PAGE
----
Back to Morrowind

I haven’t had much time to post here lately. Short version: Real life. And not much gaming as a result. My monthly Blade & Crown game is still going strong, but it’s on hiatus for a couple months due to scheduling issues.

Recently, I got OpenMW running again, and thought I should write a little about it. The game runs very nicely these days. That means that, in short order, I was back to playing my favorite level 37 sneaky archer in Morrowind. Who, unlike in Skyrim, is quite able to fly over mountains.

Morrowind is, of course, a much older game than Skyrim. The graphics aren’t nearly as pretty as Skyrim’s. No flowing waterfalls, no auroras at night. Trees don’t have many leaves; ground cover is just a 2d image of grass; round shields aren’t really round; textures get repetitious after just a short distance; the polygons are pretty obvious everywhere. The sounds are also a lot more basic; most NPCs have no voice recordings, just text interactions.

But other than that, I think I like Morrowind a lot better than Skyrim. One major factor is that not all the NPCs are hostile. In fact, most are pretty friendly. It feels vastly more realistic, and just plain less annoying to play in a world where the NPCs aren’t all either jerks or even actively trying to kill the player character. And in general, it feels like there’s more ways to interact with the NPCs than “kill ’em”. This makes the game feel more realistic, more dynamic, richer, and deeper.

In terms of sheer depth, I think Skyrim and Morrowind are probably about equal. There are hundreds of hours of things to do in either game. But the relative variety in Morrowind — in that not nearly so much consists of “go to X, kill Y” — makes it feel a lot deeper somehow.

Also, the movement is much more freeform in Morrowind. Skyrim, for all its massive amounts of detail, has a lot of railroady bits. Trying to get up mountains, especially, quickly reveals how little of the game you’re actually meant to explore. Morrowind, on the other hand, is pretty much entirely open. With levitation or flight, there really isn’t anywhere in the game that you can’t go.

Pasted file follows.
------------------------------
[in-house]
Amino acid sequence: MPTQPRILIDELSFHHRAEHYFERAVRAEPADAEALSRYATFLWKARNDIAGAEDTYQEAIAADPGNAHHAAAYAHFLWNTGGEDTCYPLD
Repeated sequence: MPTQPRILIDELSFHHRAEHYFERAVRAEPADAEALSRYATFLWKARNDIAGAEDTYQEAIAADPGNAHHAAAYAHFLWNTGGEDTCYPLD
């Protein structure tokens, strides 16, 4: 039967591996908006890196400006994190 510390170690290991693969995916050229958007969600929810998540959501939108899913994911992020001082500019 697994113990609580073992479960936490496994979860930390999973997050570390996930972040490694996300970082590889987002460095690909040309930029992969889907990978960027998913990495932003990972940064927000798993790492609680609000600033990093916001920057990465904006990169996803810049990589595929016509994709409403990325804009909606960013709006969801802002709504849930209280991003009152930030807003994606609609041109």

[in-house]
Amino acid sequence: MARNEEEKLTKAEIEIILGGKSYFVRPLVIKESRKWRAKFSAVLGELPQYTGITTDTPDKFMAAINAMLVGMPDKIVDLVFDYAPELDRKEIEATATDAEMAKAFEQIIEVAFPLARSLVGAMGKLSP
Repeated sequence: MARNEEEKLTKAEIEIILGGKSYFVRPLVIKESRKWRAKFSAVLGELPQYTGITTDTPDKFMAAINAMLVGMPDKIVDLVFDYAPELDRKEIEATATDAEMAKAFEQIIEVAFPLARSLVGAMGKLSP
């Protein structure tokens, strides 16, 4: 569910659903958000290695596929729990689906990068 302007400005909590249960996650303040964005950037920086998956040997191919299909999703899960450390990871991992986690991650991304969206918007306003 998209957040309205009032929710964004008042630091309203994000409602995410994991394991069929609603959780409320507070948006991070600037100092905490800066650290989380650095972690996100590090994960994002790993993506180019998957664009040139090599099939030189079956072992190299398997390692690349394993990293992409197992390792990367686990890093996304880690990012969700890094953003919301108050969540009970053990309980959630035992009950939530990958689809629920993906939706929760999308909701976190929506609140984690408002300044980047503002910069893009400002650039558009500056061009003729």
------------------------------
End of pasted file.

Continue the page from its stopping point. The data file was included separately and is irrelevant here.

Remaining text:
The default game can feel a bit empty at times. The flat surfaces and only occasional wild animals can make it feel underpopulated, or abandoned.

Also, with the save importer that comes with OpenMW, old game files result in most NPCs being dead. Hrm. Not pleasant.

However, that has given me a new mission: to resurrect all of Morrowind. It’s an odd duty, but an interesting one. And it makes the game feel a bit like the typical CRPG in reverse: rather than going around killing hostile NPCs, I’m bringing them back to life.

Also, with a few mods, the game becomes much prettier and a lot less empty. The default OpenMW water shaders are already better than in original Morrowind:

OpenMW water reflections

With mods, the surfaces become higher-res:

OpenMW Telvanni council house with texture upgrade

I’ve tried mods to add general wildlife to the game, but they end up slowing it down too much. However, a mod to adds birds works nicely:

OpenMW: Telvanni houses and birds

Mods that add plants also help make the place feel more lived-in:

OpenMW: Ground cover and netches

I still consider Morrowind one of my favorite CRPGs (the other being Darklands). The richness of play gets very close to the possibilities in tabletop gaming, and the worldbuilding is quite deep. When tabletop gaming isn’t available, Morrowind does pretty nicely.

There’s a lot I haven’t done yet in Morrowind. How much longer will I be playing it this time around? Not sure, but the game still has a lot to offer, and a lot to ponder.

OpenMW: Im-Kilaya, pondering

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